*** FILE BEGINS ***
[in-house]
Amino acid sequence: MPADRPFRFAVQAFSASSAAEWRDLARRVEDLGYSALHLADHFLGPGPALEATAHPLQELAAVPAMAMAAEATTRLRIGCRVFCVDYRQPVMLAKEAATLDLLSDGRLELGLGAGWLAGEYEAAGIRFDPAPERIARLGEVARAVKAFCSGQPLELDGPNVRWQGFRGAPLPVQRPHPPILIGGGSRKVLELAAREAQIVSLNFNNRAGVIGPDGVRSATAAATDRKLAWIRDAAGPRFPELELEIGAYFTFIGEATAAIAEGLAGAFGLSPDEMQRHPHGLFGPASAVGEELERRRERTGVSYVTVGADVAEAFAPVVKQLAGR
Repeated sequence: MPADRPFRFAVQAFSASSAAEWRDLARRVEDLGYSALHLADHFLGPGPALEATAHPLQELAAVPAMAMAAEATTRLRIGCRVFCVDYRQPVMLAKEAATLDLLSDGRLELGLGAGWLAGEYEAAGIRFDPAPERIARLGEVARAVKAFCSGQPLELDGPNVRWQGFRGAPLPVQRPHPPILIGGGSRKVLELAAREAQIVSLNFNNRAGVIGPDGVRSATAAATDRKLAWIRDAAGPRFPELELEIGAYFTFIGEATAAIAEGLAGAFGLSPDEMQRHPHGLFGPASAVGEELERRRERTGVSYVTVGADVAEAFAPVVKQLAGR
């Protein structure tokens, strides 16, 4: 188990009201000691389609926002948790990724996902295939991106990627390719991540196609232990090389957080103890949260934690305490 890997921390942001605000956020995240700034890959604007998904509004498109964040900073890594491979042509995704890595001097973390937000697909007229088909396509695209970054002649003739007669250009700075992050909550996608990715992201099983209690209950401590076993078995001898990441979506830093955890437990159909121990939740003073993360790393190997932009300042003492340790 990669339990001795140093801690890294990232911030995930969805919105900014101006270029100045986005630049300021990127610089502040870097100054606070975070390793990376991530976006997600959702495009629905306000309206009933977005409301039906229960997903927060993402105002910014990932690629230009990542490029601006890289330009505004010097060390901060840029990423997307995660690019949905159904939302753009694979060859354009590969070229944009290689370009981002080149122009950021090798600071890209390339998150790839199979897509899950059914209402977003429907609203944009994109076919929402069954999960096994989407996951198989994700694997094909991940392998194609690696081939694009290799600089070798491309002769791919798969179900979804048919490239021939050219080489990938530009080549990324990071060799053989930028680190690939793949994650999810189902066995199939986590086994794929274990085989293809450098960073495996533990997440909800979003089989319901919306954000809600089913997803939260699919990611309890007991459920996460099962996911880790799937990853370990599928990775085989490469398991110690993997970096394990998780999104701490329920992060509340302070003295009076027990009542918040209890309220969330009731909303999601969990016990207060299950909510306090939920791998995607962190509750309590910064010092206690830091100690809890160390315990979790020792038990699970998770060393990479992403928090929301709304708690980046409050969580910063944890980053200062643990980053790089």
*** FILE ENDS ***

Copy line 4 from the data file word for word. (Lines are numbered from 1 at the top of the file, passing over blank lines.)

């Protein structure tokens, strides 16, 4: 188990009201000691389609926002948790990724996902295939991106990627390719991540196609232990090389957080103890949260934690305490 890997921390942001605000956020995240700034890959604007998904509004498109964040900073890594491979042509995704890595001097973390937000697909007229088909396509695209970054002649003739007669250009700075992050909550996608990715992201099983209690209950401590076993078995001898990441979506830093955890437990159909121990939740003073993360790393190997932009300042003492340790 990669339990001795140093801690890294990232911030995930969805919105900014101006270029100045986005630049300021990127610089502040870097100054606070975070390793990376991530976006997600959702495009629905306000309206009933977005409301039906229960997903927060993402105002910014990932690629230009990542490029601006890289330009505004010097060390901060840029990423997307995660690019949905159904939302753009694979060859354009590969070229944009290689370009981002080149122009950021090798600071890209390339998150790839199979897509899950059914209402977003429907609203944009994109076919929402069954999960096994989407996951198989994700694997094909991940392998194609690696081939694009290799600089070798491309002769791919798969179900979804048919490239021939050219080489990938530009080549990324990071060799053989930028680190690939793949994650999810189902066995199939986590086994794929274990085989293809450098960073495996533990997440909800979003089989319901919306954000809600089913997803939260699919990611309890007991459920996460099962996911880790799937990853370990599928990775085989490469398991110690993997970096394990998780999104701490329920992060509340302070003295009076027990009542918040209890309220969330009731909303999601969990016990207060299950909510306090939920791998995607962190509750309590910064010092206690830091100690809890160390315990979790020792038990699970998770060393990479992403928090929301709304708690980046409050969580910063944890980053200062643990980053790089």